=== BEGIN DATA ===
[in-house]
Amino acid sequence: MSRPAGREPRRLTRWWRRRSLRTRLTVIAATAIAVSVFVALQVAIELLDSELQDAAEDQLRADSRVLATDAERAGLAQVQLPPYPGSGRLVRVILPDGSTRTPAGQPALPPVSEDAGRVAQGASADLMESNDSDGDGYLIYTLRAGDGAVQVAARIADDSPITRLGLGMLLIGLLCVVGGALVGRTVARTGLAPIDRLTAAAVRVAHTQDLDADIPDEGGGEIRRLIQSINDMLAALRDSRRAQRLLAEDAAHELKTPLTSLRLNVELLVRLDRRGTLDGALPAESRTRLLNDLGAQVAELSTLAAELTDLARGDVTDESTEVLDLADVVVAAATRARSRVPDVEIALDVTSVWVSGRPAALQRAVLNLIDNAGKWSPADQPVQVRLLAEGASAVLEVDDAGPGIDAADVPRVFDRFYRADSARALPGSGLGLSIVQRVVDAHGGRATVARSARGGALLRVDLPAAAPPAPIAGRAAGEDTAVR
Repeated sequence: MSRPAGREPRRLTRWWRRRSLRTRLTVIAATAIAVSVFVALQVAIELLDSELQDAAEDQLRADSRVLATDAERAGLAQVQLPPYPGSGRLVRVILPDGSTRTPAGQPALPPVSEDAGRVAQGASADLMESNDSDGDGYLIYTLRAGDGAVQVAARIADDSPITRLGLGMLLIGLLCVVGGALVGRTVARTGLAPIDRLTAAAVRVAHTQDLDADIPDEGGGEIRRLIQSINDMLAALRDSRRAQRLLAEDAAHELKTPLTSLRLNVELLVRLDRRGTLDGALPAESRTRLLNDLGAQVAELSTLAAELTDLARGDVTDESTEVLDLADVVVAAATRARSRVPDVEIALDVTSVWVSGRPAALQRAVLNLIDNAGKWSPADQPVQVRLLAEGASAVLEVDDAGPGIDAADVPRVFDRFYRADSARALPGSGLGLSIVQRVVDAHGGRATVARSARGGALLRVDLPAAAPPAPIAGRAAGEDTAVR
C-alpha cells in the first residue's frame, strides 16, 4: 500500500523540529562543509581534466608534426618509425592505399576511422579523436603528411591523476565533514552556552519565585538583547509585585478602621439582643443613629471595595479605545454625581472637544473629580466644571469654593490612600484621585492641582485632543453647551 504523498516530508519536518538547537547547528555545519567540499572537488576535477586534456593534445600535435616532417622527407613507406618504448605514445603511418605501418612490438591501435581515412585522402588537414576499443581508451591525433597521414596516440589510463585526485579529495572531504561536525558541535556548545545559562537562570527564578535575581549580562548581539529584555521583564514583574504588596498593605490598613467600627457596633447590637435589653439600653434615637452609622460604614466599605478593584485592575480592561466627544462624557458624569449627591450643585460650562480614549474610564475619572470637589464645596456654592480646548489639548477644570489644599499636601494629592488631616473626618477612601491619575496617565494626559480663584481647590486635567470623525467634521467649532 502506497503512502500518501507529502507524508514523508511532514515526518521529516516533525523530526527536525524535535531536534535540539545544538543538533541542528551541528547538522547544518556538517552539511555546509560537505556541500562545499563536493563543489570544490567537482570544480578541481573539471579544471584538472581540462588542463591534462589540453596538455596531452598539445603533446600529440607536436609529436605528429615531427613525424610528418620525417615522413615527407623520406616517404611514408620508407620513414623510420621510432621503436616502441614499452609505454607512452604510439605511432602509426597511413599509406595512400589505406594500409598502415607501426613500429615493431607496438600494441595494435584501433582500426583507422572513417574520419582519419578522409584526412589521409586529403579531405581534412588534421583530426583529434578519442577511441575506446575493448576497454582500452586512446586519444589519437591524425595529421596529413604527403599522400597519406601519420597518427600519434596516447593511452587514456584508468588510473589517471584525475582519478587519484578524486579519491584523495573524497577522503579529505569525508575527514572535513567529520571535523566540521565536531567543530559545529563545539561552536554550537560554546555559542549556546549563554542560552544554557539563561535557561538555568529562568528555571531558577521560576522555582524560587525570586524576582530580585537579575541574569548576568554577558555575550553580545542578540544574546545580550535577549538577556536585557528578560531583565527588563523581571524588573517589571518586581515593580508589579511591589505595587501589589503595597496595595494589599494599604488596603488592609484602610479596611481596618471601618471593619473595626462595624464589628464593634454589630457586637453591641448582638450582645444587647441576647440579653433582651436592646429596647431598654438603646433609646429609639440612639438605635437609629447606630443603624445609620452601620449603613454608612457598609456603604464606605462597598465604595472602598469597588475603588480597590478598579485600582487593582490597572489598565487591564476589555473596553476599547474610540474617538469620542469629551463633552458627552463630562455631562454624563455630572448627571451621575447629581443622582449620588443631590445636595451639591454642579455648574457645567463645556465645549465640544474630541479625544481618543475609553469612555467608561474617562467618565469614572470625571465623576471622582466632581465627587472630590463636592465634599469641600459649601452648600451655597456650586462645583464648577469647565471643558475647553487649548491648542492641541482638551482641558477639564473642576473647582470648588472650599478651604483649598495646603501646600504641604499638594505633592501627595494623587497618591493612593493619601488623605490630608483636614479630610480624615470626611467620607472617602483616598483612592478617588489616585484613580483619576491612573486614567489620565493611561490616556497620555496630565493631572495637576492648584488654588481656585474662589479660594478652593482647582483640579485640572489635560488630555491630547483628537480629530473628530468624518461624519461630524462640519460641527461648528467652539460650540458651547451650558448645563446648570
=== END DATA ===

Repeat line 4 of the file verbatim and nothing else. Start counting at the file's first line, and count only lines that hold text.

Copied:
C-alpha cells in the first residue's frame, strides 16, 4: 500500500523540529562543509581534466608534426618509425592505399576511422579523436603528411591523476565533514552556552519565585538583547509585585478602621439582643443613629471595595479605545454625581472637544473629580466644571469654593490612600484621585492641582485632543453647551 504523498516530508519536518538547537547547528555545519567540499572537488576535477586534456593534445600535435616532417622527407613507406618504448605514445603511418605501418612490438591501435581515412585522402588537414576499443581508451591525433597521414596516440589510463585526485579529495572531504561536525558541535556548545545559562537562570527564578535575581549580562548581539529584555521583564514583574504588596498593605490598613467600627457596633447590637435589653439600653434615637452609622460604614466599605478593584485592575480592561466627544462624557458624569449627591450643585460650562480614549474610564475619572470637589464645596456654592480646548489639548477644570489644599499636601494629592488631616473626618477612601491619575496617565494626559480663584481647590486635567470623525467634521467649532 502506497503512502500518501507529502507524508514523508511532514515526518521529516516533525523530526527536525524535535531536534535540539545544538543538533541542528551541528547538522547544518556538517552539511555546509560537505556541500562545499563536493563543489570544490567537482570544480578541481573539471579544471584538472581540462588542463591534462589540453596538455596531452598539445603533446600529440607536436609529436605528429615531427613525424610528418620525417615522413615527407623520406616517404611514408620508407620513414623510420621510432621503436616502441614499452609505454607512452604510439605511432602509426597511413599509406595512400589505406594500409598502415607501426613500429615493431607496438600494441595494435584501433582500426583507422572513417574520419582519419578522409584526412589521409586529403579531405581534412588534421583530426583529434578519442577511441575506446575493448576497454582500452586512446586519444589519437591524425595529421596529413604527403599522400597519406601519420597518427600519434596516447593511452587514456584508468588510473589517471584525475582519478587519484578524486579519491584523495573524497577522503579529505569525508575527514572535513567529520571535523566540521565536531567543530559545529563545539561552536554550537560554546555559542549556546549563554542560552544554557539563561535557561538555568529562568528555571531558577521560576522555582524560587525570586524576582530580585537579575541574569548576568554577558555575550553580545542578540544574546545580550535577549538577556536585557528578560531583565527588563523581571524588573517589571518586581515593580508589579511591589505595587501589589503595597496595595494589599494599604488596603488592609484602610479596611481596618471601618471593619473595626462595624464589628464593634454589630457586637453591641448582638450582645444587647441576647440579653433582651436592646429596647431598654438603646433609646429609639440612639438605635437609629447606630443603624445609620452601620449603613454608612457598609456603604464606605462597598465604595472602598469597588475603588480597590478598579485600582487593582490597572489598565487591564476589555473596553476599547474610540474617538469620542469629551463633552458627552463630562455631562454624563455630572448627571451621575447629581443622582449620588443631590445636595451639591454642579455648574457645567463645556465645549465640544474630541479625544481618543475609553469612555467608561474617562467618565469614572470625571465623576471622582466632581465627587472630590463636592465634599469641600459649601452648600451655597456650586462645583464648577469647565471643558475647553487649548491648542492641541482638551482641558477639564473642576473647582470648588472650599478651604483649598495646603501646600504641604499638594505633592501627595494623587497618591493612593493619601488623605490630608483636614479630610480624615470626611467620607472617602483616598483612592478617588489616585484613580483619576491612573486614567489620565493611561490616556497620555496630565493631572495637576492648584488654588481656585474662589479660594478652593482647582483640579485640572489635560488630555491630547483628537480629530473628530468624518461624519461630524462640519460641527461648528467652539460650540458651547451650558448645563446648570